Category: name trends
Apart from the letter ‘U’, ‘O’ is the least likely vowel to be used at the beginning of names. In fact, there have been zero ‘U’ names in the Top 100 since 1880. On my blog I have already looked at I names, and putting together posts on’ A’ names and ‘E’ names is a daunting task at this point, so, without further ado, the ‘O’ names!
In 1880, there were three ‘O’ boy names in the Top 100: Oliver, Oscar and Otto. While Otto fell out after 1898 and Oliver became sporadic from 1897 until it fell out after 1903, Oscar stayed on top through 1925. Otis also made some appearances in 1899, 1905 and 1909, but from 1926 through 2001 there were no ‘O’ boy names in the Top 100. In 2002, Owen appeared and remains so currently. Oliver returned to the Top 100 in 2009 and also remains.
The Victorian nickname trend that’s hot in the U.K. is getting attention in the U.S.—for girls.
Believe it or not, these names have potential on modern American boys.
Charlie is an example of a nickname-style name that is steadily becoming more popular in the U.S, although it has yet to capture the success it enjoys across the pond, where it ranked at #4 last year.
In the U.S. Charlie is a comeback name that was fashionable in the late 19th century when it consistently ranked in or near the top 30. Through most of the 20th century, Charlie gradually declined to its lowest rank in the 90’s when it ranked in the 400s. This past decade, Charlie has rebounded. Last year it reached #233.
Here are some other nicknames that share the same boyish charm as Charlie. Many were once popular in the U.S. and have comeback potential.
Trendy baby names have been around a lot longer Miley Cyrus or any of the famous Kardashians. From the dawn of recorded U.S. baby name history — aka 1880, when the federal government began keeping records — we’ve adopted names inspired by current events and popular people and culture, only to leave them behind for a new inspiration the next year.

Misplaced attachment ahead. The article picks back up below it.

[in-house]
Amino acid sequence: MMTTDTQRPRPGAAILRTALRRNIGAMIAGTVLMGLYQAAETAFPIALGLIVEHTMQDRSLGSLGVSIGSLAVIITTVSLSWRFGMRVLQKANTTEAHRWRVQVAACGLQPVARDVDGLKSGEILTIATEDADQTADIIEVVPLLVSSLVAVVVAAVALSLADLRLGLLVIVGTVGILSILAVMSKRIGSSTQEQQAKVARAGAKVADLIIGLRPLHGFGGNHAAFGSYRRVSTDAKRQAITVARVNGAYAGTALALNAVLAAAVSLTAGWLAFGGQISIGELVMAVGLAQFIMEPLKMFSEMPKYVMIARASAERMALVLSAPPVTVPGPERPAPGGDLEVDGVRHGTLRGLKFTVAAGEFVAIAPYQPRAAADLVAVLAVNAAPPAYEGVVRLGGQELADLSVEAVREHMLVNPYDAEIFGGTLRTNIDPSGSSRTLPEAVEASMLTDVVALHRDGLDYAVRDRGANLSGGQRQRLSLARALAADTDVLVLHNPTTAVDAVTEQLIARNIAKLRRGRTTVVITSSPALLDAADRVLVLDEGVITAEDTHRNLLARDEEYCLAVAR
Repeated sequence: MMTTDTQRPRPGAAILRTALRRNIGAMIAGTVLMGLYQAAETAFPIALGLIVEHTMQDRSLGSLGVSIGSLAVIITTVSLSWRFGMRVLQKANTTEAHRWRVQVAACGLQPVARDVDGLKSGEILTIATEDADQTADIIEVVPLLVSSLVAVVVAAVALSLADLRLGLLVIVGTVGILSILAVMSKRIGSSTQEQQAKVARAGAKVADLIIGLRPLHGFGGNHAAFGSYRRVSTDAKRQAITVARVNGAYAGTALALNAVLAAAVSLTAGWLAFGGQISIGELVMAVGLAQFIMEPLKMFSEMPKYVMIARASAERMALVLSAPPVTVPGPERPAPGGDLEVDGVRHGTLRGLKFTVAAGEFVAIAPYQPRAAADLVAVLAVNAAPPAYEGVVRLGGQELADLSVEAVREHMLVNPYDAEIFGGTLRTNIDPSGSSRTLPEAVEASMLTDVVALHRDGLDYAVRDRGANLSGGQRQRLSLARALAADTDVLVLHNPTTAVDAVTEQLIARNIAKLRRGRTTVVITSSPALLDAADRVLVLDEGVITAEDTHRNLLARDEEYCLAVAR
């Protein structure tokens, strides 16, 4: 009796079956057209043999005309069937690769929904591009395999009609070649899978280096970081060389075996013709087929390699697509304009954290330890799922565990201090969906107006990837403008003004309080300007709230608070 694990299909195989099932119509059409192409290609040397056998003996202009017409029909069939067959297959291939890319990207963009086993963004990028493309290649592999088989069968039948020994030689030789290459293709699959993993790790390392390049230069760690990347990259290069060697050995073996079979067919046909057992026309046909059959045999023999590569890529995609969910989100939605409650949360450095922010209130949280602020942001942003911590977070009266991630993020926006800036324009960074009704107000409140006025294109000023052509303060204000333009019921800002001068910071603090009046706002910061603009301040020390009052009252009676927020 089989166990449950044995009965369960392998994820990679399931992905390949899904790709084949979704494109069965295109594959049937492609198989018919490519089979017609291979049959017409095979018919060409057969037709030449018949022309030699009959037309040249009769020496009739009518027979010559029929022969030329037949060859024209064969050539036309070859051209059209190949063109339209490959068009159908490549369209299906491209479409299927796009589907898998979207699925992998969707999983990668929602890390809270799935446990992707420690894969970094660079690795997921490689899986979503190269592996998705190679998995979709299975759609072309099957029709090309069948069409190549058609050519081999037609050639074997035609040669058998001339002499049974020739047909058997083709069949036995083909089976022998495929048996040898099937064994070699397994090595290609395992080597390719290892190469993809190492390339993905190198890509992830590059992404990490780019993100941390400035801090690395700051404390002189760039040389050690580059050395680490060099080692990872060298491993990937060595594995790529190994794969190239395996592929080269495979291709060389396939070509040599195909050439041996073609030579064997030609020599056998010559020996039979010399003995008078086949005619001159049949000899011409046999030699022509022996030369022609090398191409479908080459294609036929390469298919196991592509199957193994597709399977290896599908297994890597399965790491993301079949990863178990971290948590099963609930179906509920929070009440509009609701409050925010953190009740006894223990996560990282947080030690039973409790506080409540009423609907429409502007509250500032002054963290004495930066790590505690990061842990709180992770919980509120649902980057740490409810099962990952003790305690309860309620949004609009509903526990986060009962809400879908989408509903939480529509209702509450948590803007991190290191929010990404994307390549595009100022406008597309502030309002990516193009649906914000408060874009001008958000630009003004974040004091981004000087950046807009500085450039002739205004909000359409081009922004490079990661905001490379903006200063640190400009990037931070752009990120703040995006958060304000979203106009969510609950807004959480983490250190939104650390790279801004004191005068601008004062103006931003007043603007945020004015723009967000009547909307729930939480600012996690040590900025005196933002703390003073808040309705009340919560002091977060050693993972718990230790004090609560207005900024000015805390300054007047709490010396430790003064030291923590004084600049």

The inspiration for name trends a century ago may have been politicians and war heroes rather than reality stars, but the definition of trendy baby names was the same: Names that spiked in popularity thanks to an outside influence, then sank from view along with its original bearer.
An organization called Flowing Data has calculated the trendiest names in US history, a fascinating look at which names burned the brightest only to fade the fastest.
After years of long-frilly girl names, the winds of fashion are once again shifting and one syllable names are getting recognition.
Here are some names that are short on frill but full of spunk.
Bex – This diminutive of Rebecca makes a sharp edgy stand alone name with the trendy X.
It often feels like Twilight made a huge impact on the naming scene. Isabella and Jacob may have been top ten names before the first book was published, but the series possibly enabled them to hold onto their top positions longer than they may have otherwise. And while Edward seems to be the one anomaly that didn’t benefit from the resurgence in attention, the secondary characters in the series certainly did.
As soon as the final movie was released, critics started theorizing on what will be the next big sensation. And Nameberries have been wondering what might replace Twilight for naming inspiration.
One promising contender is Veronica Roth‘s Divergent trilogy. The first two books are Divergent and Insurgent, soon to be joined by the final book Allegiant later this year. Filming of the first movie also started earlier this year, starring Shailene Woodley (of George Clooney Oscar winner The Descendants) and Kate Winslet. But perhaps more importantly, it feels that in many ways the author has managed to tap into a naming style that may prove to be just as inspirational as Stephenie Meyer‘s.